Retired officer speaks about US Marshal shooting and how his vest saved his life
Just five months after the deadly officer involved shooting that took the life of a US Marshal, a task member who was shot and saved by his vest that day is speaking out.
The former Harrisburg officer recounts the day that changed his life.
“It made me realize that you can’t take things for granted, because one day you’re here and one day you might not be.”
For Jeffery Cook, retirement means coaching rugby, but one incident almost took that and everything else away from him.
“ A bunch of the guys went inside. I was out front on the outer perimeter, I heard shots ring out," Cook recalled.
He is describing the scene in Harrisburg, the morning of January 18th, 2018, a morning he came face to face with the man who almost killed him.
"I step from cover to a different position to push to the house and the next thing I know Sturgis comes out of the house with a gun. He looks at me, I look at him. I start stepping back and then I pulled the trigger and I felt something hit me but I look to make sure see if I could see anything I didn’t see a hole or didn’t feel any blood or see any blood or feel any blood leaking,” he said.
Cook says he exchanged fire with Kevin Sturgis, along with other officers who eventually killed him.
Deputy U.S. Marshal Christopher Hill was killed in the shoot out by friendly fire.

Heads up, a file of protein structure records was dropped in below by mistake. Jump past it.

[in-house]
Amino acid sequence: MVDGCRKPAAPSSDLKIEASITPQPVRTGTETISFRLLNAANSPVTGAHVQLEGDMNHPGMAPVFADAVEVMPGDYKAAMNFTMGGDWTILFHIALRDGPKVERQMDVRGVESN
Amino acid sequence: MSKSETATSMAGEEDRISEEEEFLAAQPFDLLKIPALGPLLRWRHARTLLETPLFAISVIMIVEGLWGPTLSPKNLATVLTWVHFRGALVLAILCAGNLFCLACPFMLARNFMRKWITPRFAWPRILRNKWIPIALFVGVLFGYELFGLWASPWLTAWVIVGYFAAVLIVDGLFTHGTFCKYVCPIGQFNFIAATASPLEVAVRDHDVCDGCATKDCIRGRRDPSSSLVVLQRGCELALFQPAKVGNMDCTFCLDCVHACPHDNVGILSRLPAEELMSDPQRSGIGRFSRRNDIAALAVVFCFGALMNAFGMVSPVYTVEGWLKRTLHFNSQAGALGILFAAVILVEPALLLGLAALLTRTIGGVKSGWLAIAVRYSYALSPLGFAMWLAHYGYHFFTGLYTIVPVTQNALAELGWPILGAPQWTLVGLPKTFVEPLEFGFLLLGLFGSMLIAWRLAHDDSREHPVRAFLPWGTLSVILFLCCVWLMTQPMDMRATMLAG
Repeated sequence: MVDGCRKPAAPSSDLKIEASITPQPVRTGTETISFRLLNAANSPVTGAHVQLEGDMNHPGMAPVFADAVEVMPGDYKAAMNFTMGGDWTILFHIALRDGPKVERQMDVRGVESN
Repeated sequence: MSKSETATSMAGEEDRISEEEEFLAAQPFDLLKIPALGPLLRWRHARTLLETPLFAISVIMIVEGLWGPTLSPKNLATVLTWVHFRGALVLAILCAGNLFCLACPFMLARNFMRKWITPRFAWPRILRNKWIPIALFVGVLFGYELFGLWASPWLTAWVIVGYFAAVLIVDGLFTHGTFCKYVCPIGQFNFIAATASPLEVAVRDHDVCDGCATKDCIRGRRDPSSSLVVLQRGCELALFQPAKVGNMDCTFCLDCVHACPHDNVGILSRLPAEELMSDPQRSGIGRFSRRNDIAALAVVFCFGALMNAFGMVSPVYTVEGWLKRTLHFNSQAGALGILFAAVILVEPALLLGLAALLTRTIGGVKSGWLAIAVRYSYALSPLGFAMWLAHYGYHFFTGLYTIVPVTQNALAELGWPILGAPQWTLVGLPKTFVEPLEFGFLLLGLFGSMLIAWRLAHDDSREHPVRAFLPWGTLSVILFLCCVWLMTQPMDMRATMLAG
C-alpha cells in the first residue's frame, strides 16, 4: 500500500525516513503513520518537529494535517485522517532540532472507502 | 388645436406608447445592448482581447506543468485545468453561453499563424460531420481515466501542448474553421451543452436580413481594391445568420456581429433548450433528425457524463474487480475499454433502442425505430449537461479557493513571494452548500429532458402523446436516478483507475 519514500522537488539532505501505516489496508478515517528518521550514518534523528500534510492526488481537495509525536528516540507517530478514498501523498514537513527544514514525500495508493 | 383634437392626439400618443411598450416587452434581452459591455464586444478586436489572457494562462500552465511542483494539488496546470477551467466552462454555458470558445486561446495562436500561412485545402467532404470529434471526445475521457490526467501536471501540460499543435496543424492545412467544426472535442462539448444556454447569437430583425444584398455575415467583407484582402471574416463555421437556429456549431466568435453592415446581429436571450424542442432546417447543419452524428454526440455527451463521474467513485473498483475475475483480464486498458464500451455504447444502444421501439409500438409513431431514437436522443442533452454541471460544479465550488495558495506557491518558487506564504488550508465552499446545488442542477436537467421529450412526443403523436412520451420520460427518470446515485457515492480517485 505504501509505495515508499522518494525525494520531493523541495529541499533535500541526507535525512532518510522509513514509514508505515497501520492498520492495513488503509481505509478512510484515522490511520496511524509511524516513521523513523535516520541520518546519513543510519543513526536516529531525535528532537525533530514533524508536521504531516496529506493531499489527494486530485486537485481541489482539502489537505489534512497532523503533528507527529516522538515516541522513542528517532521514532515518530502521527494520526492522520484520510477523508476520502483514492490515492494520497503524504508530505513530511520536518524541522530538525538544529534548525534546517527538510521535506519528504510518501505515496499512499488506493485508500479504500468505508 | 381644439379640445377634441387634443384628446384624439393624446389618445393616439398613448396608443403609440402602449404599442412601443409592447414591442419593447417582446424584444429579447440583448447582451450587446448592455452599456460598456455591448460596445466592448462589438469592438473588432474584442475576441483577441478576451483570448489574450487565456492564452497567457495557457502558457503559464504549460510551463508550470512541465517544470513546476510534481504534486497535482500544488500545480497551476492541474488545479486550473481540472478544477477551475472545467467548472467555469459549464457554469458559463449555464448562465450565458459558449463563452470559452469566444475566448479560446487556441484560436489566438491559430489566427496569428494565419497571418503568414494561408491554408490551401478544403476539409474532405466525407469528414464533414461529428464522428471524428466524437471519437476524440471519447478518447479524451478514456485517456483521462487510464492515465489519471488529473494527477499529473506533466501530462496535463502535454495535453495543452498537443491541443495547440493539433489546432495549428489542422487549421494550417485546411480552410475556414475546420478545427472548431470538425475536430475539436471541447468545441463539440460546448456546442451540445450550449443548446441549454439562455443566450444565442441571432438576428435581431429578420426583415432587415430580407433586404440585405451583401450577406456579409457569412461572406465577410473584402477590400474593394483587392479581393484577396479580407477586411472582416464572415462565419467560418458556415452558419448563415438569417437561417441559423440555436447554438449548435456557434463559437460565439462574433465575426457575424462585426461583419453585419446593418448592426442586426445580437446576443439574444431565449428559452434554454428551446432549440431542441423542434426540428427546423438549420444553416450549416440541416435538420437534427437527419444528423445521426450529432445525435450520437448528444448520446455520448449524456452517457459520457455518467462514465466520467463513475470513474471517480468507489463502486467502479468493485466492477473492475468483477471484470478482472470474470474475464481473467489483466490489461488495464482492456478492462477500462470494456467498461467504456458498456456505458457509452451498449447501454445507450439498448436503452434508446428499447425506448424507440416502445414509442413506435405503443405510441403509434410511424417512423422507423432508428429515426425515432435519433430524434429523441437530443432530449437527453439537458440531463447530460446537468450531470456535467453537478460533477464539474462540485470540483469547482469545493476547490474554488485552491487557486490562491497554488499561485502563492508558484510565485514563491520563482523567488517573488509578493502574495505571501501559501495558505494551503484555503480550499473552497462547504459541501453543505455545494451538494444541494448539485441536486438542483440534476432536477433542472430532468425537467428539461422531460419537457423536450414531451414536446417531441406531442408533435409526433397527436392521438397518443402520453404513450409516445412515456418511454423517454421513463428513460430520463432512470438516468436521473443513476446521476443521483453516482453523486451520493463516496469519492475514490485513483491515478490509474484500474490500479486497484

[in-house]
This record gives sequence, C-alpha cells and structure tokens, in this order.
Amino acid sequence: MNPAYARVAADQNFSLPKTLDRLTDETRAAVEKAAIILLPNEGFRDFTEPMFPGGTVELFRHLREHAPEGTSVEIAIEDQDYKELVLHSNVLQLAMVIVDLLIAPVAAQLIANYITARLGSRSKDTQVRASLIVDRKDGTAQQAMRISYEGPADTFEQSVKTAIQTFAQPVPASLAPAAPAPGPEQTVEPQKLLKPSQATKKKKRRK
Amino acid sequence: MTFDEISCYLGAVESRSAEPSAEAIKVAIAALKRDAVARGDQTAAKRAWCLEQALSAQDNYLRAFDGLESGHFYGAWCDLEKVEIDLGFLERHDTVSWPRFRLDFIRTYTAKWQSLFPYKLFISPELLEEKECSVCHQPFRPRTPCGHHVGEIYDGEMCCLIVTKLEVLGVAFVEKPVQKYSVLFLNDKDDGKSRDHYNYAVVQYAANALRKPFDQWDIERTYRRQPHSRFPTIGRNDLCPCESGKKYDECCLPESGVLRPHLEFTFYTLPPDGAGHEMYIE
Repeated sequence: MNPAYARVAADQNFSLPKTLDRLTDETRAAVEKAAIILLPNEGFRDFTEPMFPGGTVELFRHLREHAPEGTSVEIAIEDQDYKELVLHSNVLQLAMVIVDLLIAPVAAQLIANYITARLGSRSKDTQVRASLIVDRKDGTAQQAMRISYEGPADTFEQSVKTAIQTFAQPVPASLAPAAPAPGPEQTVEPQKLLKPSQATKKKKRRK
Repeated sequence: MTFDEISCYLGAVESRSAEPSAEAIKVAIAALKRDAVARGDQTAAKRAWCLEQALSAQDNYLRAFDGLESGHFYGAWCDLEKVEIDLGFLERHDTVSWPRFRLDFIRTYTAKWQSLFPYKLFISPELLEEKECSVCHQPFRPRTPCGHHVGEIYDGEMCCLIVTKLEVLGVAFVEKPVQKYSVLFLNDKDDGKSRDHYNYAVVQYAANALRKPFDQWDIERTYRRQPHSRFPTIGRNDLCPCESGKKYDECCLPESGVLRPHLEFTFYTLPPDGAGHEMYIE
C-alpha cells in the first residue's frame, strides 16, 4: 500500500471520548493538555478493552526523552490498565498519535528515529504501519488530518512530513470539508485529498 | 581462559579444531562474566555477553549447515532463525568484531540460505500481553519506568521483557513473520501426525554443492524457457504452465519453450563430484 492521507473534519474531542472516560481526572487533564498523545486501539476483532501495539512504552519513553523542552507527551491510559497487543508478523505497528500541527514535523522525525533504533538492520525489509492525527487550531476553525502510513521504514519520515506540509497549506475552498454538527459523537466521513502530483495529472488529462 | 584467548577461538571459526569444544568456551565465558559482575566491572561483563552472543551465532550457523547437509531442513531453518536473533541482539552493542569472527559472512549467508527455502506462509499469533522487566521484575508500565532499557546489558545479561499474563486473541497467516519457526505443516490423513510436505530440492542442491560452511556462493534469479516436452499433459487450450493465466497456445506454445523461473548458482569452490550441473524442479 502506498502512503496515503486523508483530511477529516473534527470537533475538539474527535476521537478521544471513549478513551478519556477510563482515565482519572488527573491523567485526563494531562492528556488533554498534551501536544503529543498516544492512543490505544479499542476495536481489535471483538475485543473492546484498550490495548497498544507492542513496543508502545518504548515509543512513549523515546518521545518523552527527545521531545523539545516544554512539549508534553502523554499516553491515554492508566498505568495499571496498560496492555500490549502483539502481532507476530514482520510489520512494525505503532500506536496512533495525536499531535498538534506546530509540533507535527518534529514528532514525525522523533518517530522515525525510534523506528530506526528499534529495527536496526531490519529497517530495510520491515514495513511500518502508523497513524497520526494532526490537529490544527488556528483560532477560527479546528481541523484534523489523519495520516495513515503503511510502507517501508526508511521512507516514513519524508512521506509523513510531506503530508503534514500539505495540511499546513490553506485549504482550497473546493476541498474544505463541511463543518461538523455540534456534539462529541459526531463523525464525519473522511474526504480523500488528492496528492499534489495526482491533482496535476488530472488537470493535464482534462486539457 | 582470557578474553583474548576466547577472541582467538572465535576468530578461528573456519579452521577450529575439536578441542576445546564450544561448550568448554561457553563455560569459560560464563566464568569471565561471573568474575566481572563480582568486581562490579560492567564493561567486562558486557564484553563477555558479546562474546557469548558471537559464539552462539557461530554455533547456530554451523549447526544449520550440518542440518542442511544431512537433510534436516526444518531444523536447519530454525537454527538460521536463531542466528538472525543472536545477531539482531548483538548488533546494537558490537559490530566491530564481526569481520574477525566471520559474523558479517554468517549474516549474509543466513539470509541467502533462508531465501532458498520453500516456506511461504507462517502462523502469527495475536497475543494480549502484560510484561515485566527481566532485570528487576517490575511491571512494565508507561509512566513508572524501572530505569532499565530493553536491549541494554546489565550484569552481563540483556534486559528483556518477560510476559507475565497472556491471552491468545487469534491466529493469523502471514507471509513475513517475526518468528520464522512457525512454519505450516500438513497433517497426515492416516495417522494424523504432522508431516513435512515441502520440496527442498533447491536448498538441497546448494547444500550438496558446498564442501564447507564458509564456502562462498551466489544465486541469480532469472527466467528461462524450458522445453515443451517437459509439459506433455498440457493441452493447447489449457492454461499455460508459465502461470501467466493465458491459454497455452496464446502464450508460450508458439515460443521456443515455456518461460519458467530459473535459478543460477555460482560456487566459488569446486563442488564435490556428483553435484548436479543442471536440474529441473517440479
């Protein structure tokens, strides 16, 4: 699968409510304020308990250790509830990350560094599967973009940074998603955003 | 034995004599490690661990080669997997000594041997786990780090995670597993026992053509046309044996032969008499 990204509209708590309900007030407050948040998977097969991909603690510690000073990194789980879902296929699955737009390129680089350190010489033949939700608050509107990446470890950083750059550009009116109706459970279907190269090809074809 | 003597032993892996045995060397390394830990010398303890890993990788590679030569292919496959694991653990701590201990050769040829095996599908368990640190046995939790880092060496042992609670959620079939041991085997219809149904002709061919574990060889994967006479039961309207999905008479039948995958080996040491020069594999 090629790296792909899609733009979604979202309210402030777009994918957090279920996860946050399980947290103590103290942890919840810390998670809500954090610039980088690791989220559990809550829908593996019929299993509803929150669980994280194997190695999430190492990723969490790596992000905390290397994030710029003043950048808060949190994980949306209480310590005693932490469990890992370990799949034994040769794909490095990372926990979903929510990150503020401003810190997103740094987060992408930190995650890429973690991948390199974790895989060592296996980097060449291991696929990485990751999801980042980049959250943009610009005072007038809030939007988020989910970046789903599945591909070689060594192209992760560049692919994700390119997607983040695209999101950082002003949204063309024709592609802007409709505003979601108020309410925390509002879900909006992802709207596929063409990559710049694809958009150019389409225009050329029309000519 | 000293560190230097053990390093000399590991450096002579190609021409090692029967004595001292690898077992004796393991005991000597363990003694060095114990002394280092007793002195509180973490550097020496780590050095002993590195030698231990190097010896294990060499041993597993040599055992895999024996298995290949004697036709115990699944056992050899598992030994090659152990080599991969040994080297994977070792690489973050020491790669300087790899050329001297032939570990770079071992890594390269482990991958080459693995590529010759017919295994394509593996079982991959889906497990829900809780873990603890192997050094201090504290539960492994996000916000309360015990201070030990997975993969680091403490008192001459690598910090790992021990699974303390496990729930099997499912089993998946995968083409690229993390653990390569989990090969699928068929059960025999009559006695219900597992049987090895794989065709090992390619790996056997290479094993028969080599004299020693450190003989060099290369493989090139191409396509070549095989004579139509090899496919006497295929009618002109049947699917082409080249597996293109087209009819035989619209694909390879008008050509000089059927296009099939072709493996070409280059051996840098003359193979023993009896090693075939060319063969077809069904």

He says that day was a blur and when he was checked at the scene he was told he wasn't hit.
It wasn't until later that he found out something was wrong.
“I went down to the forensic room took off my vest and that’s when the forensic investigator said there’s a hole in your vest,” Cook said.
An emotional moment for Cook, who was taken to the hospital where his wife works to get checked out.
“She came into the room and it was pretty hard, you know, we were only married since October and here in January this happened.”
Cook is the 2006th person to be saved by his Safari Land Rifle plates that he wore in a carrier on top of his Kevlar vest.
A gift from a retired task force member, one that saved his life.
“ I called him the very next morning and thanked him and he just said I’m so glad you’re wearing them I said I can’t thank you enough and he said no worries I’m just glad you wore them and glad they were of use.” Cook tells us.
Cook was set to retire in February, but stayed until June.
He tells us he wanted to prove to himself that he could go back to work and do the job he loved.